Greenbelt sellers 'mislead their clients

Green belts around cities are under threat from companies buying up protected greenfield land for house-building, the Local Government Association (LGA) has warned.

Town councils are being urged to urgently step up protection of the green belt, which is aimed at preventing urban sprawl, from "landbanking" companies that buy up chunks of the land to then resell it to potential house-builders at inflated prices.
The practice misleads people into thinking that current strict planning restrictions on green belts may soon be lifted, the LGA said. Because they are not, "landbanking" can turn green areas around cities into fenced-up, abandoned areas that can become neglected.
The LGA issued guidance to town councils to help them prevent the phenomenon. Chair of the LGA's environment board David Sparks said: "Town halls are taking decisive action to protect the countryside and to make sure that people are not misled.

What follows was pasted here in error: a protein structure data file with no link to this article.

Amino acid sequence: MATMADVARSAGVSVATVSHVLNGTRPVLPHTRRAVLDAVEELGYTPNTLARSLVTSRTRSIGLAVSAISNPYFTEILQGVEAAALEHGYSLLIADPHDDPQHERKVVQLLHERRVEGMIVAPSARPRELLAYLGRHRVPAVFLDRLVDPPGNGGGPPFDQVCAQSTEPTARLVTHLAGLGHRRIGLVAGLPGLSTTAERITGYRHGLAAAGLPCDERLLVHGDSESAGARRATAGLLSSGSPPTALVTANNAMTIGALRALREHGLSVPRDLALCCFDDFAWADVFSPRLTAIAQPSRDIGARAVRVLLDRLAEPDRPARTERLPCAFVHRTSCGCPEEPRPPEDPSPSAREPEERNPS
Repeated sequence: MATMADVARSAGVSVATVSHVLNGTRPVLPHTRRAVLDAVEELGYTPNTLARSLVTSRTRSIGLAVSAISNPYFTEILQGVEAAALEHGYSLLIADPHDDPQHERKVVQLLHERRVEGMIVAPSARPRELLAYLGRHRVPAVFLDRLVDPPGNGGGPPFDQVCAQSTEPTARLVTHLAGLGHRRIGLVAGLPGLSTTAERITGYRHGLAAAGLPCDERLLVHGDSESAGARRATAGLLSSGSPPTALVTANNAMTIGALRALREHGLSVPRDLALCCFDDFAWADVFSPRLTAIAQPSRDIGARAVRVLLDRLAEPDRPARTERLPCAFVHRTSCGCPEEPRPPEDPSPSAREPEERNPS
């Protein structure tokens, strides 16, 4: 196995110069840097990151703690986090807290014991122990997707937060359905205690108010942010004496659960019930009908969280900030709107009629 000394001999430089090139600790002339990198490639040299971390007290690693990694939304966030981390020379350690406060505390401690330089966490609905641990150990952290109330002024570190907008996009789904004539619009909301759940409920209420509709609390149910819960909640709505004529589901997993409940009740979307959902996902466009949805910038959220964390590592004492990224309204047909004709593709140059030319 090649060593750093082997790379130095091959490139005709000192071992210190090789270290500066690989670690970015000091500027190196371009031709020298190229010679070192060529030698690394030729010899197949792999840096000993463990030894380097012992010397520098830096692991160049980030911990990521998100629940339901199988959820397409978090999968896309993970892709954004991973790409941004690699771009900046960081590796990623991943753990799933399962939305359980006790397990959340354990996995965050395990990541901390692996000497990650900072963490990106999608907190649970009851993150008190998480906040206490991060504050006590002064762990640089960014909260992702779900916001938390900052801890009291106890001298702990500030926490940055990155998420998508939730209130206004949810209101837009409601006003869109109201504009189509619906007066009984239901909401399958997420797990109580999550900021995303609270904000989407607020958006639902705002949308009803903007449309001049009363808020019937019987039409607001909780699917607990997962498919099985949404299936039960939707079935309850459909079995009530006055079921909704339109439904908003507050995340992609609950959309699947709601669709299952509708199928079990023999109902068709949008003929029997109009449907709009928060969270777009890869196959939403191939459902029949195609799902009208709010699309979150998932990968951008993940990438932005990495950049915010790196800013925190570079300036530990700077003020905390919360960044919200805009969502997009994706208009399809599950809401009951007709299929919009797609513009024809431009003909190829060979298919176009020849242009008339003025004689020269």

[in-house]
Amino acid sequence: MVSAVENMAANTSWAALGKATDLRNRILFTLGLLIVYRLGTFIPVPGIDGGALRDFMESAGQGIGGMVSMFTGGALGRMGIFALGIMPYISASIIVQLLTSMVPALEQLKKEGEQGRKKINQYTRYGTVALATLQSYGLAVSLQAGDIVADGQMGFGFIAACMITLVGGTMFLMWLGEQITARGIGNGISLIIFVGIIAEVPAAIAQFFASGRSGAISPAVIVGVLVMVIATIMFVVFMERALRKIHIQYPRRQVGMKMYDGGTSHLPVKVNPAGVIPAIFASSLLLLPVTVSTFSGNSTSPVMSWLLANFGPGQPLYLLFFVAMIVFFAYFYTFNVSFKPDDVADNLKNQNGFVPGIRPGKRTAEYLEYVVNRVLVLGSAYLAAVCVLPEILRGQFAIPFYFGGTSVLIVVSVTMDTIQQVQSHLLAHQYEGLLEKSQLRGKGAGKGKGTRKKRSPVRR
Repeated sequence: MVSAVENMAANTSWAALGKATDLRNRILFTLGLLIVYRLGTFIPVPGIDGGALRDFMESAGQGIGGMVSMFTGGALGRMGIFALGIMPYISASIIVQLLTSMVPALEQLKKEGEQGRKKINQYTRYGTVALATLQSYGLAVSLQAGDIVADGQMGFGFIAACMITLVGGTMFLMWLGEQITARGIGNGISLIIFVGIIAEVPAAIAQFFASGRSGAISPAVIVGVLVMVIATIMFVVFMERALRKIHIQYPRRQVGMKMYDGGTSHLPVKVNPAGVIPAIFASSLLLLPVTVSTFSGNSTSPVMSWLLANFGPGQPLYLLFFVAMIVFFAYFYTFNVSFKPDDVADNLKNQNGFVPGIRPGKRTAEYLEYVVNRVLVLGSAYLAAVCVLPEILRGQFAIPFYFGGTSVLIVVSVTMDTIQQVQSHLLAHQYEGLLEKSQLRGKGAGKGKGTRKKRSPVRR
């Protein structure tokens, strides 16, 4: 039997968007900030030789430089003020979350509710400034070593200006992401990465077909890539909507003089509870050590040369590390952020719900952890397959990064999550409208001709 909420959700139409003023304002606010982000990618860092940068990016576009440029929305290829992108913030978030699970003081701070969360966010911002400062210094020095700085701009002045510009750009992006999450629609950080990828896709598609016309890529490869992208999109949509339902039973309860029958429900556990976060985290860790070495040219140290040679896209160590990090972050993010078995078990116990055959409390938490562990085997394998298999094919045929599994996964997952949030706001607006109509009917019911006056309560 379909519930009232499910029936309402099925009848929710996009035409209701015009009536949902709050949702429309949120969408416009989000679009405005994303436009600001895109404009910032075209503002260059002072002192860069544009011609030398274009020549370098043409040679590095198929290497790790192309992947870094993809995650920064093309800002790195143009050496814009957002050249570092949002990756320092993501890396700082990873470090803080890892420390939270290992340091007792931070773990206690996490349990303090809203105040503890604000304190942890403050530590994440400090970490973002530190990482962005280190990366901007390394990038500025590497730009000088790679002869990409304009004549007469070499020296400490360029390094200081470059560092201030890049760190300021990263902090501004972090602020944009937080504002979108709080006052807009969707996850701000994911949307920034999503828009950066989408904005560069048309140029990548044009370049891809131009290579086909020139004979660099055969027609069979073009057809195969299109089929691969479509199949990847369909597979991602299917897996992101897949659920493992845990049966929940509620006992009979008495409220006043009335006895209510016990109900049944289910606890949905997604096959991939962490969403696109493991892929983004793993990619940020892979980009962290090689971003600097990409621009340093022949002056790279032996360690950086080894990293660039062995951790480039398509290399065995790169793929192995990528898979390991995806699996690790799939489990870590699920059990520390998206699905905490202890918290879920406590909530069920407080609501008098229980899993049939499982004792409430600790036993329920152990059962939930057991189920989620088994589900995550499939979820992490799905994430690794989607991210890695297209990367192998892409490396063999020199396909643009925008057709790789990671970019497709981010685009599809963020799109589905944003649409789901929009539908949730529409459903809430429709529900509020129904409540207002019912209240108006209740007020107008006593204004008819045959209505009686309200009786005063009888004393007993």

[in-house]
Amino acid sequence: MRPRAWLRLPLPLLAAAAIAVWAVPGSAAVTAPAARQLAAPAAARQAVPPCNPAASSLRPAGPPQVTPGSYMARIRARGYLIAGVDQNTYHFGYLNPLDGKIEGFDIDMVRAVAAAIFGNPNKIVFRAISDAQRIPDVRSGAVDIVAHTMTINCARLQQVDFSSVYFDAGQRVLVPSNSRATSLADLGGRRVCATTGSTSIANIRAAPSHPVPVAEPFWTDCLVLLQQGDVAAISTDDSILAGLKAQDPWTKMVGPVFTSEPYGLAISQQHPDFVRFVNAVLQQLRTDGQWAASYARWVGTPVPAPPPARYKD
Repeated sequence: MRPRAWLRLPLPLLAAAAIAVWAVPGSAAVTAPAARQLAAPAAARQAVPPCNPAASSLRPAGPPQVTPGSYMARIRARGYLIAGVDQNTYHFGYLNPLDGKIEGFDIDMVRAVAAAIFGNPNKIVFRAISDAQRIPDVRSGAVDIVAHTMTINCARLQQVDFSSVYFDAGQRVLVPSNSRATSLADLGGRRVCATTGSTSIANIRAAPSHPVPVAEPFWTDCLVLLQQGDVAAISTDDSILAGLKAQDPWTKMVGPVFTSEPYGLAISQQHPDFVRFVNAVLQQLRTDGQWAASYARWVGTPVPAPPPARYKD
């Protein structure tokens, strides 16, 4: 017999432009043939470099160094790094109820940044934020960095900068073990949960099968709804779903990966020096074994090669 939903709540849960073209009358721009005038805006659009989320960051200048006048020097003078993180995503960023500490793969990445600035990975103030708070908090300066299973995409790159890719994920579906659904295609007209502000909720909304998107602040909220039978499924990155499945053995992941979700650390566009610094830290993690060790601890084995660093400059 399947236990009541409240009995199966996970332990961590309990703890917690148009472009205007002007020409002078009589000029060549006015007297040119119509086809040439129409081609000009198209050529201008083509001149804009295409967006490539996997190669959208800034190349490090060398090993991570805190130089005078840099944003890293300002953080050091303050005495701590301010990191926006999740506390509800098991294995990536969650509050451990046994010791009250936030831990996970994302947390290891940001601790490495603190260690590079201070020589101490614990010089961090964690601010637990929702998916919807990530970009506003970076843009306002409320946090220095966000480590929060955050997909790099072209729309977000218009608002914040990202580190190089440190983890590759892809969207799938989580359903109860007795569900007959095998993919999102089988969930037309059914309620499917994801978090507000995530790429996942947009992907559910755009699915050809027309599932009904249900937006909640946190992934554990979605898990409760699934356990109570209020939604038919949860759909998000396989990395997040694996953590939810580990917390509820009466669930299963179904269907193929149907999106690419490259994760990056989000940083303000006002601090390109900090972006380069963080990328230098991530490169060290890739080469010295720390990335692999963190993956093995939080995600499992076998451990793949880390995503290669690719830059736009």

"Plots of protected land have been ruined by stakes being driven into the ground to mark out plots. Councils will use all powers at their disposal to protect rural land, particularly in the green belt and areas of outstanding national beauty."
Landbanking companies are not breaking the law, but they do mislead their clients, said the LGA.

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